The competition between D.C., Hong Kong, and Guadalajara, Mexico to be selected as the host city for the 2022 Gay Games is entering the final stretch, with observers familiar with the quadrennial international LGBT sports event saying each of the cities submitted good bids.
Les Johnson, vice president for external affairs for the Federation of Gay Games, which will select the host city, said the federation’s Site Selection Committee was in the process of completing a 100-page or longer report on each of the three cities that FGG officials will review in September.
The Site Selection Committee visited the three cities in June when D.C. Mayor Muriel Bowser and dozens of supporters of the D.C. bid, including officials of the city’s convention and visitors bureaus, pledged their support for the D.C. bid.
Johnson noted that representatives of the three cities will be given an opportunity to make a final in-person presentation on why their city should be selected to FGG leaders on Oct. 28 in Paris, where the FGG’s annual meeting will take place.
Two days later, on Oct. 30, the FGG is scheduled to announce the winning city during a gala reception that, among other things, will promote the 2018 Gay Games set to take place in Paris.
“We are confident that if chosen, Washington, D.C. will host a fantastic event that will bring in 12,000 to 15,000 athletes here to compete under the banner of ‘Participation, Inclusion, and Personal Best,’ the motto of the Federation of Gay Games,” said Brent Minor, who serves as chair of Gay Games D.C. 2022, the official name for the District’s bid committee.
D.C., Hong Kong, and Guadalajara each has a long record of hosting large events like conventions and sporting competitions. The bids submitted by the three cities, which are hundreds of pages long, each assert that they have the infrastructure and community support to host dozens of individual sporting events ranging from soccer and swimming to tennis and rowing.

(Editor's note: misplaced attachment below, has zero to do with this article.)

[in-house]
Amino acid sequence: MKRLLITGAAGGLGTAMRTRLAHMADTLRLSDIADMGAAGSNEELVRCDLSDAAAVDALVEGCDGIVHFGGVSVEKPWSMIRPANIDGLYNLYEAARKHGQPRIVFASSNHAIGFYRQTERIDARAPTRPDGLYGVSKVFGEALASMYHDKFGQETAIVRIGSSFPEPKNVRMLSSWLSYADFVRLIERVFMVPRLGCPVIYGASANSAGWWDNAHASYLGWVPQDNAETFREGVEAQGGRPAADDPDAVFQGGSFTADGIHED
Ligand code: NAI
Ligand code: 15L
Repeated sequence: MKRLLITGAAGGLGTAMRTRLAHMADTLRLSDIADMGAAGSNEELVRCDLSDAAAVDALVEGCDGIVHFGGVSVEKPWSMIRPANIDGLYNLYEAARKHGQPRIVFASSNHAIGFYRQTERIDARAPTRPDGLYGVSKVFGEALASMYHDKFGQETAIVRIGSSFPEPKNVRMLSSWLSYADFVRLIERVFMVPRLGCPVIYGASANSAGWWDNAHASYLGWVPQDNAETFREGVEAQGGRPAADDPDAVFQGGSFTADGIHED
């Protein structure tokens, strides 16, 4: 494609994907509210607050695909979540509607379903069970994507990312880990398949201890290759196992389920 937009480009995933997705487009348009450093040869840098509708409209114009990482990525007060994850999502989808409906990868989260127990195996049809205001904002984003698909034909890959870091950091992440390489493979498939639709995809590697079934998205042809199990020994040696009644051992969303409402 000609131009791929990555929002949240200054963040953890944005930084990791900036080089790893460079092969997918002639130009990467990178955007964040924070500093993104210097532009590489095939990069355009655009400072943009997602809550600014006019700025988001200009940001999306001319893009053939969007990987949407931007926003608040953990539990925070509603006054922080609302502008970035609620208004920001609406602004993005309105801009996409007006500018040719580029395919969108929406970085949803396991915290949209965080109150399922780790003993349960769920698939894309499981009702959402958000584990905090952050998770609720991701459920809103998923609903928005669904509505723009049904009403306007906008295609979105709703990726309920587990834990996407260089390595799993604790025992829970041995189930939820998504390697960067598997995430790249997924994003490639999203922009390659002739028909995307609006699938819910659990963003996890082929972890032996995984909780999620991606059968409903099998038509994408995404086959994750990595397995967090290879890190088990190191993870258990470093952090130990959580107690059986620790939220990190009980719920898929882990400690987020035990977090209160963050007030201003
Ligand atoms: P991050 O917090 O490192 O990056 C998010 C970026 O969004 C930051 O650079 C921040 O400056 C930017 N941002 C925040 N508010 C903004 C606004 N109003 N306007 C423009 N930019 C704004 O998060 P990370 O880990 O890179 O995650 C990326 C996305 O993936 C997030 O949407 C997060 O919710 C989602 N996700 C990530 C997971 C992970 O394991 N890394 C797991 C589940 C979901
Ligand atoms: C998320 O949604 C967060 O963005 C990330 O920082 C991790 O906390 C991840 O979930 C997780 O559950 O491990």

Observers say that if the FGG decision makers view the three cities as being equally qualified from a technical and infrastructure standpoint they might look toward other factors that could favor Hong Kong and Guadalajara. If selected, for example, Hong Kong would mark the first time the Gay Games would be held in Asia. Similarly, Guadalajara would be the first city in Latin America to host the Games.
Minor acknowledges holding the Gay Games in Asia and Latin America would be an historic first. But he said D.C.’s bid calls for significantly increasing the diversity of participants in the Gay Games that would match if not exceed the diversity of holding the Games in Asia or Latin America.
“Ours is more than just geography,” he said. “We are putting forth an initiative to attract more women, more African Americans, deaf and hard of hearing, millennials, and transgender people. We have outlined specific initiatives to engage these populations that have been underrepresented in the Games,” said Minor.
“So that is something where we are very strong because we’re really talking about engaging underrepresented populations, whether that’s bringing more people from Asia or bringing more people from Latin America or bringing more African Americans or more women,” he said.
“I think we have a more thorough outreach plan to reach these populations that have long been priorities for the Federation of Gay Games,” he said.
Johnson, meanwhile, said he is certain that the FGG and each of the three cities in contention to host the 2022 Gay Games has safeguards in place to prevent a financial collapse that prevented another quadrennial LGBT sporting competition – the Out Games – from taking place as scheduled earlier this year in Miami.
To the shock and dismay of hundreds of athletes and spectators who descended on Miami to attend or participate in the Out Games, officials with that event announced virtually all of the sporting venues had to be cancelled. Officials in Miami, which financed part of the scheduled events, announced they were conducting an investigation to determine how such a financial meltdown could have happened.
“The thing about D.C. is there will be insurance and safeguards in place and we’ll know way ahead of time” about any potential problems, Johnson said. “Everything will be tracked. I just don’t see that as a foreseeable thing,” he said.
The D.C. government has pledged to contribute $2 million to help finance the Games if D.C. is selected as the host city.